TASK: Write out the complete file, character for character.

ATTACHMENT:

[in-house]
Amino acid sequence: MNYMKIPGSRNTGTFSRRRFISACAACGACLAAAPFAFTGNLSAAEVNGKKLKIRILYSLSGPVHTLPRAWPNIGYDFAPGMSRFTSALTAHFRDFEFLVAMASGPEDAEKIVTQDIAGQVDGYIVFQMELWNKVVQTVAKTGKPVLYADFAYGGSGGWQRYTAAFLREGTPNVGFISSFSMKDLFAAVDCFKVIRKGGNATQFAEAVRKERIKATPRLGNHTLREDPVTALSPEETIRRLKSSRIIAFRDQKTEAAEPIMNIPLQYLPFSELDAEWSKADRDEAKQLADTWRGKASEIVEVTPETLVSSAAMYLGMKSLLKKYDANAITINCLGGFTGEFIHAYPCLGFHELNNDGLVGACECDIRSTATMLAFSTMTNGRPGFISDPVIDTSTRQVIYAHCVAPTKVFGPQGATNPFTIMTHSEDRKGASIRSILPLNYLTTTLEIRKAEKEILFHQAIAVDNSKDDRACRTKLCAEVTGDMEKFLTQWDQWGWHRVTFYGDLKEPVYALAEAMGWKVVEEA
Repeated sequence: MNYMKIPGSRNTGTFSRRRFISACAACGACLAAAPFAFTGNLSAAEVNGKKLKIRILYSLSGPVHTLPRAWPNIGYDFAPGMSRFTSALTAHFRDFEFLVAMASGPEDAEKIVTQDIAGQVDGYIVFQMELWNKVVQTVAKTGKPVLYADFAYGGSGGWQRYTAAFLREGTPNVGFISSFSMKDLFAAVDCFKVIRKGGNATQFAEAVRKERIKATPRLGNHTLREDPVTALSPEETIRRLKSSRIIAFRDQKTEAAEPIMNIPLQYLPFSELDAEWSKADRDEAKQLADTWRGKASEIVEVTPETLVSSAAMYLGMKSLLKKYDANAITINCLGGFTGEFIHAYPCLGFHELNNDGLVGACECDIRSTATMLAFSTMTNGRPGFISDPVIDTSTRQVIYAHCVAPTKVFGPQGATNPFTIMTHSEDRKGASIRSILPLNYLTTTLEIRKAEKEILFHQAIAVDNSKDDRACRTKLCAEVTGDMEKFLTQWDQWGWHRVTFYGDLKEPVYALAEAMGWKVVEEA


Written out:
[in-house]
Amino acid sequence: MNYMKIPGSRNTGTFSRRRFISACAACGACLAAAPFAFTGNLSAAEVNGKKLKIRILYSLSGPVHTLPRAWPNIGYDFAPGMSRFTSALTAHFRDFEFLVAMASGPEDAEKIVTQDIAGQVDGYIVFQMELWNKVVQTVAKTGKPVLYADFAYGGSGGWQRYTAAFLREGTPNVGFISSFSMKDLFAAVDCFKVIRKGGNATQFAEAVRKERIKATPRLGNHTLREDPVTALSPEETIRRLKSSRIIAFRDQKTEAAEPIMNIPLQYLPFSELDAEWSKADRDEAKQLADTWRGKASEIVEVTPETLVSSAAMYLGMKSLLKKYDANAITINCLGGFTGEFIHAYPCLGFHELNNDGLVGACECDIRSTATMLAFSTMTNGRPGFISDPVIDTSTRQVIYAHCVAPTKVFGPQGATNPFTIMTHSEDRKGASIRSILPLNYLTTTLEIRKAEKEILFHQAIAVDNSKDDRACRTKLCAEVTGDMEKFLTQWDQWGWHRVTFYGDLKEPVYALAEAMGWKVVEEA
Repeated sequence: MNYMKIPGSRNTGTFSRRRFISACAACGACLAAAPFAFTGNLSAAEVNGKKLKIRILYSLSGPVHTLPRAWPNIGYDFAPGMSRFTSALTAHFRDFEFLVAMASGPEDAEKIVTQDIAGQVDGYIVFQMELWNKVVQTVAKTGKPVLYADFAYGGSGGWQRYTAAFLREGTPNVGFISSFSMKDLFAAVDCFKVIRKGGNATQFAEAVRKERIKATPRLGNHTLREDPVTALSPEETIRRLKSSRIIAFRDQKTEAAEPIMNIPLQYLPFSELDAEWSKADRDEAKQLADTWRGKASEIVEVTPETLVSSAAMYLGMKSLLKKYDANAITINCLGGFTGEFIHAYPCLGFHELNNDGLVGACECDIRSTATMLAFSTMTNGRPGFISDPVIDTSTRQVIYAHCVAPTKVFGPQGATNPFTIMTHSEDRKGASIRSILPLNYLTTTLEIRKAEKEILFHQAIAVDNSKDDRACRTKLCAEVTGDMEKFLTQWDQWGWHRVTFYGDLKEPVYALAEAMGWKVVEEA